If you’ve been hanging around the site for a while, you might be wondering when the veritable wellspring of backpack blower reviews will dry out. Recently, we had the opportunity to look at 7 of the industry leaders in professional-grade, gas-powered backpack blowers. In the spirit of healthy competition, as well as because of our genuine curiosity, we set them against each other in our Best Backpack Blower Shootout. Since then, we’ve had the chance to look at each blower individually as well. So, here it is, the end of the line. We’ve taken a look at the best, now let’s take a gander at one of the rest. The seventh, and last, model in our series on professional blowers is the Shindaiwa EB802 backpack blower.
Overall Comfort and Noise
One of the things that we really liked about the Shindaiwa EB802 backpack blower revolves around its perceived weight. It weighed in at 25.3 lbs, which sets it right smack dab in the middle of the blowers we tested. But, perhaps because of its weight distribution, or perhaps because of its smaller shape, it felt like one of the lighter options. The word “nimble” comes to mind; this blower isn’t bulky or obtrusive.
The Shindaiwa EB802 backpack blower was one of the few models we tested that utilizes hip controls, rather than the seemingly standard pistol grip control. We don’t usually have a preference, so long as we have the option of setting the throttle and getting to work. The EB802 does have a cruise control, as well as an easy-to-access kill switch.
It’s also worth mentioning that the EB802 was one of the quieter blowers we tested. At the ear, it cranked out 101 dB(A). From 50ft, the Shindaiwa hit the 78 dB(A). Of course, all of the blowers fell within a few decibels of each other, so the benefits of the Shindaiwa over any other blower are probably only minimal.
There are a couple downsides to the Shindaiwa on a comfort level, however. For one thing, we felt considerable vibration through the back and hands. Where the Stihl BR700 has included some anti-vibration shock reduction, the Shindaiwa EB802 backpack blower doesn’t really do much about the vibration. Another thing that we noticed with this blower: Shindaiwa neglected any sort of active cooling. Just about every other blower did include this feature, which doesn’t seem like a terribly difficult thing to work into the design.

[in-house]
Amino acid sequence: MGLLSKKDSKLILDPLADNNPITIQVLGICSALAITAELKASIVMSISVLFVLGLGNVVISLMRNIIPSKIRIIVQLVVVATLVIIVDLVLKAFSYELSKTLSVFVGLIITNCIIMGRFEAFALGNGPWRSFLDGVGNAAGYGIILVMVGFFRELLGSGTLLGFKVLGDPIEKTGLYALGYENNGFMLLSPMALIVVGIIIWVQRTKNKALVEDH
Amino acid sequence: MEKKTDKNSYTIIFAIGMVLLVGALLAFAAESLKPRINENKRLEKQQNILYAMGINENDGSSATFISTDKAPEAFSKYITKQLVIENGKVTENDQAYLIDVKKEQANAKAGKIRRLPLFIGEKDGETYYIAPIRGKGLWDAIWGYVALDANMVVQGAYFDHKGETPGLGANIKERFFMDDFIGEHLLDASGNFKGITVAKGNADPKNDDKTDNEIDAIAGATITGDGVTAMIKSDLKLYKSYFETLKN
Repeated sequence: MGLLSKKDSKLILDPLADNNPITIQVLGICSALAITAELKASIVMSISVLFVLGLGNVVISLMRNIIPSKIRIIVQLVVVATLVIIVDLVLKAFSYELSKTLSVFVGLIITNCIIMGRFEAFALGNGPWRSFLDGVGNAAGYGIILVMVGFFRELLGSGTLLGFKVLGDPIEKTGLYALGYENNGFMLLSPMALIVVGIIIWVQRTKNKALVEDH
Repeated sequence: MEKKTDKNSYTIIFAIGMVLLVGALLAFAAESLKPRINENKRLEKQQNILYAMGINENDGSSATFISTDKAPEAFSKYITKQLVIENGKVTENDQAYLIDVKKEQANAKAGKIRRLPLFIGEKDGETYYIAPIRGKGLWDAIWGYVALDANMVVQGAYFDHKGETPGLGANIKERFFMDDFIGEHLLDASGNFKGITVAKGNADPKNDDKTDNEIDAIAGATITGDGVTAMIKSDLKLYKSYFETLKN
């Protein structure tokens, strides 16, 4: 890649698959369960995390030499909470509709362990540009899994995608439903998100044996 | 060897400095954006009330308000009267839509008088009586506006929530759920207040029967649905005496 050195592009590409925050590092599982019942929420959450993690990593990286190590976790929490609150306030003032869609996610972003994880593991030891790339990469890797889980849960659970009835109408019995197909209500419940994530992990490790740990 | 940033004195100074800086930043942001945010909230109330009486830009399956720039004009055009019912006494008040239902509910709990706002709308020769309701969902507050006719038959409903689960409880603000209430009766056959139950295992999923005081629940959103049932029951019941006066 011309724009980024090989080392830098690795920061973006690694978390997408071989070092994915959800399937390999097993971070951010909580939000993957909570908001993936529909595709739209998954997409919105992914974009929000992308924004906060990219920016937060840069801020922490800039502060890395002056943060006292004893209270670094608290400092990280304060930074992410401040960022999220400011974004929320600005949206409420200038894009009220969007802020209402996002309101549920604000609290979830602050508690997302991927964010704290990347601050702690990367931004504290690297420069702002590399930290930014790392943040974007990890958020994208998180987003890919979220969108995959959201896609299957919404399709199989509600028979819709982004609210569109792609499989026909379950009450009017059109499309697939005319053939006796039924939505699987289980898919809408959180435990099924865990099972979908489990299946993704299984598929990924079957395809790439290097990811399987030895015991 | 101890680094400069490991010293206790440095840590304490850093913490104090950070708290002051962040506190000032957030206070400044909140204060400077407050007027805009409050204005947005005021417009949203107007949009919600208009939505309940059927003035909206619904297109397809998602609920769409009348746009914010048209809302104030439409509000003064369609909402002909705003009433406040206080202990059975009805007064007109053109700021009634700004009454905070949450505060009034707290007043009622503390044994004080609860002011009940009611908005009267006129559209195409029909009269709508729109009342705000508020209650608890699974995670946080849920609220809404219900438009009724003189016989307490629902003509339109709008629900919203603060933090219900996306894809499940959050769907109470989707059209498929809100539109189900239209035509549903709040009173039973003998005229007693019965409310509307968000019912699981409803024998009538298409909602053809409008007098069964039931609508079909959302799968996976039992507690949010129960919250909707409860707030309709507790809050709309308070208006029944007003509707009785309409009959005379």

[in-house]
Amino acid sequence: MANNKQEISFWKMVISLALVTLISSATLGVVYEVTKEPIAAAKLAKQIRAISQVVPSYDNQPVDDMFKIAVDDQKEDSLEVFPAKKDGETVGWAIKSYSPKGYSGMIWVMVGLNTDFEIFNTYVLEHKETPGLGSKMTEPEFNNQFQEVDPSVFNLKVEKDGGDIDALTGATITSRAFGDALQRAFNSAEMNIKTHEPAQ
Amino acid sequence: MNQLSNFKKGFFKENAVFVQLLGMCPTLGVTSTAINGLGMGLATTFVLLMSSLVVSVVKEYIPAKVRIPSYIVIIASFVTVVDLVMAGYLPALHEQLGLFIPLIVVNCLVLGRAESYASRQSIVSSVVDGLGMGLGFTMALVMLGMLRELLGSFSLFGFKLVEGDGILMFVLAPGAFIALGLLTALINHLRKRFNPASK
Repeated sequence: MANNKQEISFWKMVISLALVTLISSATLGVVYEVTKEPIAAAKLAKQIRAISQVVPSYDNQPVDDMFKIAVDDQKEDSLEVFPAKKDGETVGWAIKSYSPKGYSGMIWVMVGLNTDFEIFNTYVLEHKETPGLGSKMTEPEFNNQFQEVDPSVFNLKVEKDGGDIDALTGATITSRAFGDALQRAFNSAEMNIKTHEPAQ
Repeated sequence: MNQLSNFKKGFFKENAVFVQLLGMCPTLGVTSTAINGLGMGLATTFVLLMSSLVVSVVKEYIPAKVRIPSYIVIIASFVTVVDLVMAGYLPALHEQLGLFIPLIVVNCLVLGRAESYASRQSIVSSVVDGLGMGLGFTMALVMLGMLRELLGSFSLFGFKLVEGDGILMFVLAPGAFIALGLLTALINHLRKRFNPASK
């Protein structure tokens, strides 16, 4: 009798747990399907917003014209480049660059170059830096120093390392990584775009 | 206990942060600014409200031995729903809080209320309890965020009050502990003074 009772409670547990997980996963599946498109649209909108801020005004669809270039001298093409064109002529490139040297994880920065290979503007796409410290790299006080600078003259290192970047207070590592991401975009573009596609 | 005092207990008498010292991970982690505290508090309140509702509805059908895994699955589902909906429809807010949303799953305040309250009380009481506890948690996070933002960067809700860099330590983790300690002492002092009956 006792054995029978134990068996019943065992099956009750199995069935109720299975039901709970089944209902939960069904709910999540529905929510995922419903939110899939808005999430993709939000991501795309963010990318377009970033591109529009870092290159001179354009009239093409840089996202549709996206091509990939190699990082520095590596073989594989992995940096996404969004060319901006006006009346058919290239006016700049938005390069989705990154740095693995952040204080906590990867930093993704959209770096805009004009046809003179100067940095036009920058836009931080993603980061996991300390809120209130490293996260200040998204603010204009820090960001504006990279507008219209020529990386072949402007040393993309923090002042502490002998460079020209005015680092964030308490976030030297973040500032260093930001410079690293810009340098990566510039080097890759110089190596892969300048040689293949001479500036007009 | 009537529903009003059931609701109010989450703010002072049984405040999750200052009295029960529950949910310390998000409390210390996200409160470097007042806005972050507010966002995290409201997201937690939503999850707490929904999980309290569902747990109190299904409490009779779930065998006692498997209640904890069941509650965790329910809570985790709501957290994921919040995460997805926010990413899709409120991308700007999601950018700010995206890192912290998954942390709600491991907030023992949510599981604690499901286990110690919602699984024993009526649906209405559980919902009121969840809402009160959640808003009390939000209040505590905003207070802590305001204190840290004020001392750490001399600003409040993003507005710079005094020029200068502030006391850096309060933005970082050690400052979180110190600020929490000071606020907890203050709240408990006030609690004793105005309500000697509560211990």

Shindaiwa EB802 Backpack Blower Performance
When testing the blowers for performance, we looked at 4 different categories. We looked at the Newton force each blower generated, as well as airspeed, and air volume. We also ran all the blowers through our best approximation of a real-world application, a wet sand swath test. In this test, we looked at how many square inches of wet sand each blower could remove from porous concrete.
Do you want the good news or the bad news first? The good news about the Shindaiwa EB802 blower is that it cranks out some serious airspeed. This blower topped our charts at 203 MPH, which edged out the Echo PB770T. In perfect weather conditions, Shindaiwa claims that their blower can reach a theoretical peak top speed of 245 MPH.
Here’s where things start to get a little bit dicier for the EB802. In all three other power tests we ran, the Shindaiwa finished seventh. In the force test, the Shindaiwa backpack blower generated 28 Newtons of force. To put that into perspective, the Makita EB7650TH finished in sixth place, almost 6 Newtons better than the Shindaiwa. The winner, the RedMax EBZ8500, finished 5 Newtons better than that at 38.9.
The Shindaiwa lagged even further behind in the CFM test, which measures the volume of air each blower generates. The EB802 pumped out a relatively measly 586 CFM. The top 3 finishers all put up numbers over 900 CFM.
Sometimes, these nerdy math stats don’t matter all that much when it comes down to real-world applications. However, this was not one of those times. Again, the Shindaiwa EB802 finished in last place in our Broadest Swath Wet Sand Test. Where the other blowers cleared around 750 sq. inches of wet sand (or better), the Shindaiwa could only manage 672 sq. inches.
The Shindaiwa EB802 backpack blower has a few things going for it. It feels light and nimble, and it revs up quickly. We liked the hip controls, which includes a helpful kill switch and a cruise control style throttle toggle. The footplate was a nice touch that not every manufacturer included, believe it or not. It even generated the fastest airspeed at 203 MPH.
Despite that last fact, however, the Shindaiwa lags a bit in the power department. It finished last in our Newton Force, CFM, and swath tests, and by a considerable amount in each instance. It was probably the least comfortable blower that we looked at, due to the considerable vibration this blower generated. It also lacked any active cooling.
However, none of this is to say that the Shindaiwa EB802 isn’t a good blower. It did finish last in our competition, but that’s no reason to write it off completely. For one thing, it had some pretty stiff competition to work against. For another thing, the Shindaiwa blower still provides more than enough power to get the job done. There’s an obvious benefit to having a light blower with a decent sized gas tank, even if it might be a little bit underpowered.
- Model: EB802
- Displacement: 79.2 cc
- Weight: 25.3 lbs
- Fuel Capacity: 67.6 oz
- dB(A) @ ear: 101
- Max Air Volume: 586 CFM
- Max Air Speed: 203 MPH
- Force: 28.0 Newtons
- Tank Runtime: 1 hr 2 min
- MSRP: $529.99
To find out more information on the Shindaiwa EB802 blower, click here .